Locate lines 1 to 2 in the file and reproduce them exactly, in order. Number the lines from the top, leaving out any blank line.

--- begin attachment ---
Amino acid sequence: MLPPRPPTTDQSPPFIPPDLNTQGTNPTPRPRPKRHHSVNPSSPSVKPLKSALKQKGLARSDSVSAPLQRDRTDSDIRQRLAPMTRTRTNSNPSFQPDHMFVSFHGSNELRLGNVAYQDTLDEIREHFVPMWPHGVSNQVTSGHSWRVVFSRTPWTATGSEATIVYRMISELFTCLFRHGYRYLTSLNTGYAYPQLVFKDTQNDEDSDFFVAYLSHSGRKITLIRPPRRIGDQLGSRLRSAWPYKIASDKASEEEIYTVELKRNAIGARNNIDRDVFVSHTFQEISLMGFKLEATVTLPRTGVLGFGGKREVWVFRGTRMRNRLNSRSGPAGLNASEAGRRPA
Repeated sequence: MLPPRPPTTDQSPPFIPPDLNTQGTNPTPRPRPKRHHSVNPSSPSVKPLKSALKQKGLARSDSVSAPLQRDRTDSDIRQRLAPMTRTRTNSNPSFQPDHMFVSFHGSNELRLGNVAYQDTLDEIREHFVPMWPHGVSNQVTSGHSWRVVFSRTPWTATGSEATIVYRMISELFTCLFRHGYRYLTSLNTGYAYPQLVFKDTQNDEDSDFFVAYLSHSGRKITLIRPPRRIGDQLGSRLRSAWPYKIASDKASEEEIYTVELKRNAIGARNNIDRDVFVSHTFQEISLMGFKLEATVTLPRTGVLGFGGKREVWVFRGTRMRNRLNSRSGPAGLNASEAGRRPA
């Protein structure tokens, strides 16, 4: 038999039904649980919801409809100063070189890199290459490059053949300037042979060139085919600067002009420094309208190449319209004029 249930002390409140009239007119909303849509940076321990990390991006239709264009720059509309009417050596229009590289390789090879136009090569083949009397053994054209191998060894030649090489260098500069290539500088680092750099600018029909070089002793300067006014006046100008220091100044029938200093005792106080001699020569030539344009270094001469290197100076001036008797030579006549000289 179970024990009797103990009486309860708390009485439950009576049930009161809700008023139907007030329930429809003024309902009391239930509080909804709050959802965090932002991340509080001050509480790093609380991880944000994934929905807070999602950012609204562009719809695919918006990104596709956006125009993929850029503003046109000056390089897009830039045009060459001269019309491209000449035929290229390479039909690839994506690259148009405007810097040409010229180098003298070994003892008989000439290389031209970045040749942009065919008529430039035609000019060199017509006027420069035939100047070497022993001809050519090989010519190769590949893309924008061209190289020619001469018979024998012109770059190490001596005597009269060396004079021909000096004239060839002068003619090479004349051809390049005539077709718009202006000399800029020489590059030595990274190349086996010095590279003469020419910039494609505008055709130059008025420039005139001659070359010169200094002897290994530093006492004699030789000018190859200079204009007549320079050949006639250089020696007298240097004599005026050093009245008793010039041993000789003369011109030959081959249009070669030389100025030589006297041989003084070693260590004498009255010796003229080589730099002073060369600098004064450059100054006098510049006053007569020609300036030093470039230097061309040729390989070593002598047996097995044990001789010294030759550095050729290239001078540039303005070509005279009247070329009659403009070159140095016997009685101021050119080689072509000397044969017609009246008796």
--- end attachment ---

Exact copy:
Amino acid sequence: MLPPRPPTTDQSPPFIPPDLNTQGTNPTPRPRPKRHHSVNPSSPSVKPLKSALKQKGLARSDSVSAPLQRDRTDSDIRQRLAPMTRTRTNSNPSFQPDHMFVSFHGSNELRLGNVAYQDTLDEIREHFVPMWPHGVSNQVTSGHSWRVVFSRTPWTATGSEATIVYRMISELFTCLFRHGYRYLTSLNTGYAYPQLVFKDTQNDEDSDFFVAYLSHSGRKITLIRPPRRIGDQLGSRLRSAWPYKIASDKASEEEIYTVELKRNAIGARNNIDRDVFVSHTFQEISLMGFKLEATVTLPRTGVLGFGGKREVWVFRGTRMRNRLNSRSGPAGLNASEAGRRPA
Repeated sequence: MLPPRPPTTDQSPPFIPPDLNTQGTNPTPRPRPKRHHSVNPSSPSVKPLKSALKQKGLARSDSVSAPLQRDRTDSDIRQRLAPMTRTRTNSNPSFQPDHMFVSFHGSNELRLGNVAYQDTLDEIREHFVPMWPHGVSNQVTSGHSWRVVFSRTPWTATGSEATIVYRMISELFTCLFRHGYRYLTSLNTGYAYPQLVFKDTQNDEDSDFFVAYLSHSGRKITLIRPPRRIGDQLGSRLRSAWPYKIASDKASEEEIYTVELKRNAIGARNNIDRDVFVSHTFQEISLMGFKLEATVTLPRTGVLGFGGKREVWVFRGTRMRNRLNSRSGPAGLNASEAGRRPA